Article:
As may be expected, the basic clothing item in a samurai's 'everyday' wardrobe was the kimono, which for men normally consisted of an outer and inner layer. Heavier kimono were worn in the winter, while lighter examples (those made of finer silk, for instance) were worn in the summer. In fact, there was a ceremonial day where winter kimono were exchanged for their summer counterparts, traditionally on the 1st day of the Fourth Month. A samurai's kimono would normally be made of silk, a material considered superior to cotton and hemp not only for its feel and appearance but for its relative coolness in the hot Japanese summer. Naturally, the quality of a kimono a given samurai might wear largely depended on his personal station and income, though, at least prior to the Edo period, there were no hard and fast rules in this regard. Hôjô Sôun, for instance, touches on the matter of clothing in his 21 Articles, writing "Don't think your swords and clothing should be as good as those of other people. Be content as long as they don't look awful. Once you start acquiring what you don't have and become even poorer, you'll become a laughingstock."
Kimono fashion took off in the Edo period, as townspeople and villagers increasingly began to be able to afford nicer clothing, and as pattern books (hinagatabon), ukiyo-e prints, and fabric and clothing themselves began to circulate more widely. Particular fashion trends appeared, and changed dramatically over the years in their particulars. However, a general trend known as iki in Edo, and sui in Kamigata (Kansai) emerged over the course of the period, valuing simpler, more subdued fashions as reflecting a more refined taste. Exceptionally bright colors and outlandish patterns, though popular in the 16th to early 17th centuries as part of an aesthetic known as basara, came to be avoided and sneered upon as a show of immodesty or conceit. By the same token, women of samurai families tended to wear kimono layers and colors dependent upon the station and/or power of their husband. Samurai children, however, were dressed rather flamboyantly, and a more subdued appearance was one of the results of the coming-of-age ceremony. Older samurai tended towards shades of gray or brown, in keeping with their dignified age.
Kimono developed into what is today considered their "traditional" form over the course of the Edo period, and would have taken rather different forms and styles in earlier periods. It was only in the 16th to 17th centuries that kimono first became longer and more narrowly cut, coming to be made typically from one roll of silk measuring about two feet by 20 yards per garment. In conjunction with this shift, kimono first began to be cinched up at the waist (rather than simply worn at their full length), and the obi (sash) became more standard; prior to that time, garments were very often worn without any sash. Once the obi became standard, the mode or style of having decorations only on the lower half of one's kimono also became more common, as patterns or decorations closer to the middle of the garment would be covered by the obi.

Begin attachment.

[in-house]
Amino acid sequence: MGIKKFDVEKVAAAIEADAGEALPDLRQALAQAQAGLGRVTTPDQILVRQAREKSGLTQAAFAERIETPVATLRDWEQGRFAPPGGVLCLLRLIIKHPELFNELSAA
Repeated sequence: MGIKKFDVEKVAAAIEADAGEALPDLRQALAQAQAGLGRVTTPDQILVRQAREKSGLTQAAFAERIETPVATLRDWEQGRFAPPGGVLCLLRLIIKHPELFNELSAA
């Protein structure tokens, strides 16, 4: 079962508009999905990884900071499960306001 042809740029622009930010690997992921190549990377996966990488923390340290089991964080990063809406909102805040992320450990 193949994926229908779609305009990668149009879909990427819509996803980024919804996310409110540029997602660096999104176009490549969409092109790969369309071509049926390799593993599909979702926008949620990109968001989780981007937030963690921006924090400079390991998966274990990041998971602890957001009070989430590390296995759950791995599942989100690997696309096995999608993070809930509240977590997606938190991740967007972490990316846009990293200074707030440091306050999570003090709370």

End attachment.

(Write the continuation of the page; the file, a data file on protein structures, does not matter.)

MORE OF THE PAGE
For rainy days, samurai, like everyone else, wore straw raincoats known as kappa, and availed themselves of folding umbrellas made from oiled paper.
The hitatare was a style of dress often worn by elites, in certain contexts, from the 12th century up through the Edo period. Unlike the common kimono, hitatare was a two-piece costume, though comparably flowing and ample (a snugger version for use under armor was also worn, and was known as yoroi hitatare). This costume is one of the most common to be worn by samurai figures in Japanese movies set prior to the Edo Period (including e.g. Kagemusha, Ran, Throne of Blood, and Ten to chi). Generally worn in official contexts, such as when appearing before the shogun, hitatare were often adorned with the crest (kamon) of the wearer's family, or that of their lord. Decorative bows or ties were often used to tie hitatare together in front.
Beneath the kimono, a loincloth (fundoshi) was worn, of which there were two varieties. One was essentially a wrap that, for lack of a better description, resembled a diaper (familiar to anyone who has witnessed or seen footage of some of modern Japan's more esoteric festivals); the other type (more often worn under armor) was a long piece of material worn down the front of the body. A loop slung around the neck fastened the top of the loincloth while the other end was pulled up around the other side of the abdomen and tied around the front of the lower waist with cords. Samurai had the option of wearing socks, called tabi, which included a space to separate the big toe from the other toes (to facilitate the wearing of sandals). Tabi worn in an everyday capacity were normally white and were tailored to the season.